Syrian President Bashar al-Assad used chemical weapons on Syrian villages in April, according to an international watchdog agency.
F-16s grounded. Blackhawks covered in foam. Just two Army brigades combat ready. Half the cruiser fleet rendered inoperable. New nukes delayed—for two years. The percentage of the economy devoted to defense at pre-9/11 levels. Bipartisan experts terrified of the consequences. America’s deterrent—our ability to discourage and respond to aggression—is gone.
It was thrown away. First, President Obama cut defense massively, constraining the Pentagon and hollowing out the force. He was helped not only by Democrats in Congress but also by Republicans, who agreed to the budget sequester in 2011. Democrats want more money for social programs; Republicans want to cut the deficit. They are both guilty of short-term thinking.
Experts continue to warn against a U.S. alliance with Syrian President Bashar al-Assad to defeat Islamic militants as the Obama administration looks for partners in the regional fight.
An alliance between U.S. forces and Syrian President Bashar al-Assad to eliminate Islamic militants would play right into the hands of the brutal authoritarian leader, experts say.
In several crises around the world in recent years, the Obama administration has been one step behind.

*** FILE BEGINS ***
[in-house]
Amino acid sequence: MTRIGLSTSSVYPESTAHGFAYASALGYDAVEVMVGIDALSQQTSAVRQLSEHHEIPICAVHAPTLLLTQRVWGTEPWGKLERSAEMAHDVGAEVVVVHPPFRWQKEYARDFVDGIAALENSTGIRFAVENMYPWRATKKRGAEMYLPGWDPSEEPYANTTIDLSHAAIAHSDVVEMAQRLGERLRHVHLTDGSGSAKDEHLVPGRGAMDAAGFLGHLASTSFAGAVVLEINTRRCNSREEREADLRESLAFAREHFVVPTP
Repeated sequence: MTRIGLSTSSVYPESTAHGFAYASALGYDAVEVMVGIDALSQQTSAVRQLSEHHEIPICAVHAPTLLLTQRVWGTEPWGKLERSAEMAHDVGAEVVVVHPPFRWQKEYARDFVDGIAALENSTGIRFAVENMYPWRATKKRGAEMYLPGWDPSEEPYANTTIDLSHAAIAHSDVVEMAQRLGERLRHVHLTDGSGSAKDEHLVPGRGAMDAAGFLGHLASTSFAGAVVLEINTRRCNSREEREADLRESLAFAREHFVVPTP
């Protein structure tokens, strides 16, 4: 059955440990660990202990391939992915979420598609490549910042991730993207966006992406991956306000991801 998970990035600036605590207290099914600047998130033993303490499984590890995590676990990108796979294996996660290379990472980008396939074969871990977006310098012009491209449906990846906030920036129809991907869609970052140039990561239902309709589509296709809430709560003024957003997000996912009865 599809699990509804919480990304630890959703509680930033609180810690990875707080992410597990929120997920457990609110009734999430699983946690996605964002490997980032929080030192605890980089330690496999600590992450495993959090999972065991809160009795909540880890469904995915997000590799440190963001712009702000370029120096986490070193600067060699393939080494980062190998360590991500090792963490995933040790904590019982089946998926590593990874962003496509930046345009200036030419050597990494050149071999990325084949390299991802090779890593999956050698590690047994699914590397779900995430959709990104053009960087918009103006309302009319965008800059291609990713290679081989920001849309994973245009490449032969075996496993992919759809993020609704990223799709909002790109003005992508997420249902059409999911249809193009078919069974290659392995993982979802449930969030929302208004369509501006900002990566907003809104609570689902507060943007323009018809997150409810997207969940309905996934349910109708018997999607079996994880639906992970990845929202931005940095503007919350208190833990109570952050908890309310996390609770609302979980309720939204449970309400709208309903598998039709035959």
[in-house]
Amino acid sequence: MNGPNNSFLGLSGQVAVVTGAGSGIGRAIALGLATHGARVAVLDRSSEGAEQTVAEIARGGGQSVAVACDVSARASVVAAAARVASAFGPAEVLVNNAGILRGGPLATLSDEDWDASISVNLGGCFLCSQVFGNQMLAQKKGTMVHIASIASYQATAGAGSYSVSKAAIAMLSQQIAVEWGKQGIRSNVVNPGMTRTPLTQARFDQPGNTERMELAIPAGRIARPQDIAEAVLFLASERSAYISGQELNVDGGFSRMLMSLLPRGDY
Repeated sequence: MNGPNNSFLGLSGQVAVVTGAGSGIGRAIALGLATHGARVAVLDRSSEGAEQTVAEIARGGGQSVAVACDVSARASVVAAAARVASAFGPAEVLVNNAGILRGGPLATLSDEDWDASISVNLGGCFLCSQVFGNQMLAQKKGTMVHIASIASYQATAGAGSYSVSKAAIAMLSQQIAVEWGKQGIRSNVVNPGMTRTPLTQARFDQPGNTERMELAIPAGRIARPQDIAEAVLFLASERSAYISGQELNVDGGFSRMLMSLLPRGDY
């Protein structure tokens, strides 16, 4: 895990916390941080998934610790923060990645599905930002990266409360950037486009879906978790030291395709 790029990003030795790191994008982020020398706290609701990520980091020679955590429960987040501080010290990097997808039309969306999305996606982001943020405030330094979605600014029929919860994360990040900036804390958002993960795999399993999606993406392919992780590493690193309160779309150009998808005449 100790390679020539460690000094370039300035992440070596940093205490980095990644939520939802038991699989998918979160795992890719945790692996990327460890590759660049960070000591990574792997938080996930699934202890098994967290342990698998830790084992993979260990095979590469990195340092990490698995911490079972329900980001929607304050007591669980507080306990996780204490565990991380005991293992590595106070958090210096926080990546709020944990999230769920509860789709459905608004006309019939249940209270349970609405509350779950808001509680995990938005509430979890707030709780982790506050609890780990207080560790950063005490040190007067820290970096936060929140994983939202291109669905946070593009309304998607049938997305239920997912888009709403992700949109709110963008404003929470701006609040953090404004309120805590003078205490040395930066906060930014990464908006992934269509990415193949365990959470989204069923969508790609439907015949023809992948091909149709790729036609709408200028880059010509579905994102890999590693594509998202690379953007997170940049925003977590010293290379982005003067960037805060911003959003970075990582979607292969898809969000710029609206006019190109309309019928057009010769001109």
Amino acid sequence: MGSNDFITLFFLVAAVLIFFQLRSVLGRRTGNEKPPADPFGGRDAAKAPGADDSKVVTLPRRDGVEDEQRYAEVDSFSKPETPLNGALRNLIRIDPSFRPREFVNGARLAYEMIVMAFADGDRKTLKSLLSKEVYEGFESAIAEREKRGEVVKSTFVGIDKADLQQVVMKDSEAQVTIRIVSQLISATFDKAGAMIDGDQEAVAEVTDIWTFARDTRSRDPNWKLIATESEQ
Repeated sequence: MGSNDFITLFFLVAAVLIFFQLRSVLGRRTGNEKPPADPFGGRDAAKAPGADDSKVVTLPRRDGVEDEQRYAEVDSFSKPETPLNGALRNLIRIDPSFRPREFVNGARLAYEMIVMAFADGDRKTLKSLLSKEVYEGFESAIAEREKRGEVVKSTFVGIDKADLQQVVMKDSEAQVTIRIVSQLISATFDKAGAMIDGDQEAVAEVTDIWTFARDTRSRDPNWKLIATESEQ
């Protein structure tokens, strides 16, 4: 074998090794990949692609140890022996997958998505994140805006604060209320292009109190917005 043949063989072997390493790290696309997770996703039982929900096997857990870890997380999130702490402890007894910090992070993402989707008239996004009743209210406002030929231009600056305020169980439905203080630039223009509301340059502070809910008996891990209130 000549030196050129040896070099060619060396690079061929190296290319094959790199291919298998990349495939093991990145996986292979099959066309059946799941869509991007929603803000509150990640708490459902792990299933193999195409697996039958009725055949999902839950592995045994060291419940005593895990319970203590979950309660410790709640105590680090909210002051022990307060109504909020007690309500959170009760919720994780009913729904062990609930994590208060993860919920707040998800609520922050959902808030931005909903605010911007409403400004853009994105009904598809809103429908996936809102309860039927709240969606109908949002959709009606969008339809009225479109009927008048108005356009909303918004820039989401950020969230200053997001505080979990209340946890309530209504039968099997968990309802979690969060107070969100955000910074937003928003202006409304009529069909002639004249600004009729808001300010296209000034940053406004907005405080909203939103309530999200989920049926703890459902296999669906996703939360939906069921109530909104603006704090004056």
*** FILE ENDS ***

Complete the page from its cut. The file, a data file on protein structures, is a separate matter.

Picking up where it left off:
The Iraqi ambassador to the United States on Monday called for more robust support from American officials to counter the growing terrorist threat in his country as experts questioned the apparent cooperation of the Iraqi government with U.S. adversaries.
Syrian and Iraqi terrorist forces obtained significant numbers of tanks, trucks, and U.S.-origin Humvees in recent military operations in Iraq and those arms are being shipped to al Qaeda rebels in Syria, according to U.S. officials.
Syria’s parliament speaker Jihad Laham announced on June 4 that Syrian president Bashar al-Assad won another seven-year term with 88.7 percent of the vote this Tuesday’s election, a result Russian officials defended as obviously just.
BEIRUT (Reuters) – At least 162,000 people have been killed in Syria’s three-year-old conflict, a monitoring group said on Monday, and thousands more are missing after being captured by President Bashar al-Assad’s forces and rebels trying to overthrow him.